- Then dealing with specific objections that had been raised in various ways, Vice President said there was nothing in the treaty which could stand in the way of a federated Europe or a united Europe having its own nuclear arms. He pointed out the treaty only specifies what cannot be done and does not attempt to specify what can be done.
- VP said Italians suggest treaty should be associated with disarmament. US thinks it is, but he agreed with Fanfani who had so stated earlier that this can be stated in preamble and was prepared to consider whether it would be well to place further such reference in an appropriate article. Whether this was done in draft or in Geneva after tabling was matter of tactics. There is merit to coming to table with strong treaty.
- Nothing in treaty would impinge upon peaceful nuclear technology. US however knows Italy’s views on control and Euratom, and because of this US will offer revised Article III. This will require much discussion. GOI will soon receive details. US also knows about concern over industrial aspects, especially in Germany. US doesn’t want in any way to impair others’ civilian nuclear technology. This is part of modern industry, and Italy has right to it. US will do all it can to assure this, and will tell Soviets so. This is why such discussion is so helpful.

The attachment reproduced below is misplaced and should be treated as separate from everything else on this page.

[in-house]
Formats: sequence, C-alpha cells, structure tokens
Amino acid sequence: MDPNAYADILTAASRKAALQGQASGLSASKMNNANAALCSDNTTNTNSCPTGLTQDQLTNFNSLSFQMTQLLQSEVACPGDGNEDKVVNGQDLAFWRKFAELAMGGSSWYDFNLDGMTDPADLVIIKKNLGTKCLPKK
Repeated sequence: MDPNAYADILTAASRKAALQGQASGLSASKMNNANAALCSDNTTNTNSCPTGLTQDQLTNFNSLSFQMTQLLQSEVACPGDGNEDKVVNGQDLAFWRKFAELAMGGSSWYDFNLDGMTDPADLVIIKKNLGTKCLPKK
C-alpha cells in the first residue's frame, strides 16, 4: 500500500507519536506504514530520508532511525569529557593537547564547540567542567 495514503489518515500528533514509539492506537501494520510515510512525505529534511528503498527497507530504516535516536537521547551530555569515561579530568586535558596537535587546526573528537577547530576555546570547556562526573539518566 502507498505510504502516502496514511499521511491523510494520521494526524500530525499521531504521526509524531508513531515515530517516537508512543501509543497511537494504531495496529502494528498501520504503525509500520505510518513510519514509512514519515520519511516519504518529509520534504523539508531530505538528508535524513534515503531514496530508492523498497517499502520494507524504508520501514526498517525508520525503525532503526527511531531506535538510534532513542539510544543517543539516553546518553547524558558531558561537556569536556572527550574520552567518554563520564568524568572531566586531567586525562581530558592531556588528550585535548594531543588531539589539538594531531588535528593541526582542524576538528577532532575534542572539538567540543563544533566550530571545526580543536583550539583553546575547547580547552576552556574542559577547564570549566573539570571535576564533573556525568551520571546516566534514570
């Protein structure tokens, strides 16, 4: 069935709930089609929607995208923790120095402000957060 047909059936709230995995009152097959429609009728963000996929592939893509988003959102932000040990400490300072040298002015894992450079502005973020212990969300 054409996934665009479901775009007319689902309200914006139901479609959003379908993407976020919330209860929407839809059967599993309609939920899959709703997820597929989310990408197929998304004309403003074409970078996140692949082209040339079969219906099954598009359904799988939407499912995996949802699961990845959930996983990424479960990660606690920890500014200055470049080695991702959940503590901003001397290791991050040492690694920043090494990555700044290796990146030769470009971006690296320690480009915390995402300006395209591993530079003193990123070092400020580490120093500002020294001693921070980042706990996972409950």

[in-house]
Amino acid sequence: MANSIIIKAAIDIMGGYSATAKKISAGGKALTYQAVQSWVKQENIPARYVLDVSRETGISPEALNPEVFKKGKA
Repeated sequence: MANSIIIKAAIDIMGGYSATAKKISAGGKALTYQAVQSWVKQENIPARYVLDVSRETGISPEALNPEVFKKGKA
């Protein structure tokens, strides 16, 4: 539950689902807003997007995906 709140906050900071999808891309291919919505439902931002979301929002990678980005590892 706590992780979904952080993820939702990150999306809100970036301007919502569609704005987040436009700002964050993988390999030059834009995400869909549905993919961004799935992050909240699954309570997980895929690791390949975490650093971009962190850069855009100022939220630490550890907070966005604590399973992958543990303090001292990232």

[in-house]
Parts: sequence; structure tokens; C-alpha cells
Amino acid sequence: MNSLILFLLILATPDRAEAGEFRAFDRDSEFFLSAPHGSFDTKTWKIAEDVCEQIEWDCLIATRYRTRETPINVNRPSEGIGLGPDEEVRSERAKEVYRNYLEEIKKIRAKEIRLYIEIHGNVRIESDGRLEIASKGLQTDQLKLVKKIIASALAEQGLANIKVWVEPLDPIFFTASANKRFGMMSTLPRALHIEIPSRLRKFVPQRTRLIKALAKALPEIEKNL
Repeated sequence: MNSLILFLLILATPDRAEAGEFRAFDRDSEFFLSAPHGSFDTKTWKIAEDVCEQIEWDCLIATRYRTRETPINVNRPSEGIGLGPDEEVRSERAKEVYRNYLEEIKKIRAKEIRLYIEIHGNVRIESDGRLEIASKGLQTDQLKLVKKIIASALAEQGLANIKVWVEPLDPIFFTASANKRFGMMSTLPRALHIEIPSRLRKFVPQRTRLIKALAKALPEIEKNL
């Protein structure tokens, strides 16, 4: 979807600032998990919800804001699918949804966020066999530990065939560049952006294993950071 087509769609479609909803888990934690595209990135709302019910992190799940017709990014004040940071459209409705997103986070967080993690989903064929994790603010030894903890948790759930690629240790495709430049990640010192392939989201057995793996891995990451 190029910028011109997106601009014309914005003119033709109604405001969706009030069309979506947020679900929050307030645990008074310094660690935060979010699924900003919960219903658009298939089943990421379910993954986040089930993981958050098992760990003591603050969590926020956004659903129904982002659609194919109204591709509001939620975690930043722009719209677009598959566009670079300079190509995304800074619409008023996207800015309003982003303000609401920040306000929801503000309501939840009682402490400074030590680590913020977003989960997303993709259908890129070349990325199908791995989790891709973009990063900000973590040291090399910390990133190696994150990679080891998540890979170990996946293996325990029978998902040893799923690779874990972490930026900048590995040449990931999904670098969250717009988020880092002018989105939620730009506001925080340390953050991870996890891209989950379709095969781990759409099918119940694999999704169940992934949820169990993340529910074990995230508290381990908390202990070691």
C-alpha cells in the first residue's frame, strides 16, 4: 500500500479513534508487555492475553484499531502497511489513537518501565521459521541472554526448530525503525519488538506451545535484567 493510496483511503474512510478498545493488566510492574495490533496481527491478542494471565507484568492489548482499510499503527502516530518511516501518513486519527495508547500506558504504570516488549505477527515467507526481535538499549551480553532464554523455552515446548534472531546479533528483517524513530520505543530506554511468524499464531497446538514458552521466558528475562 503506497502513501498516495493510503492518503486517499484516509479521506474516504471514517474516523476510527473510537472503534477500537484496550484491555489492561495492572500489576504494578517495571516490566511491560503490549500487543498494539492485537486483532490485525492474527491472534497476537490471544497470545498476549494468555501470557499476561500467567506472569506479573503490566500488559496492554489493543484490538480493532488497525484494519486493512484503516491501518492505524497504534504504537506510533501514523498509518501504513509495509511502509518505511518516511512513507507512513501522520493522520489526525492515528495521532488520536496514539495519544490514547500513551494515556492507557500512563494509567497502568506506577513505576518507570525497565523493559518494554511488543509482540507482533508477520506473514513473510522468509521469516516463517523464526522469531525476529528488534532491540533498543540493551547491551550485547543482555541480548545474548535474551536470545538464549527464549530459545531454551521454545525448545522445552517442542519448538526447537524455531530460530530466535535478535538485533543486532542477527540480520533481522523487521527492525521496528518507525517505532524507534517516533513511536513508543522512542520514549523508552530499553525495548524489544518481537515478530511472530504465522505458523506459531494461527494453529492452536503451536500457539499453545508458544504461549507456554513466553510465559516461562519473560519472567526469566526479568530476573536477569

- As for security, VP said of course US wanted no impairment of this. He would add, however, that it would take long time before smaller countries could make bombs. China had done so because it had tested in atmosphere. But UAR and Israel are signatories of Test Ban Treaty and cannot test in air. Also there is very little industrial spin off from military nuclear development. What there is is highly expensive. To have industrial benefits it was necessary to have civilian nuclear program, not military. Finally, VP said Italy’s security and that of US are based in NATO. If any country threatened Italy with nuclear arms, as member of NATO Italy has commitment of US to come to its help, and US has nuclear arms enough for the job.
- Partnership is important: US needs Italy, Italy needs the US. US will keep its commitments. That is why US is involved in SEA today—to keep its commitments.
- Discussion was interrupted here for luncheon. Saragat asked VP to convey his warmest regards to President Johnson.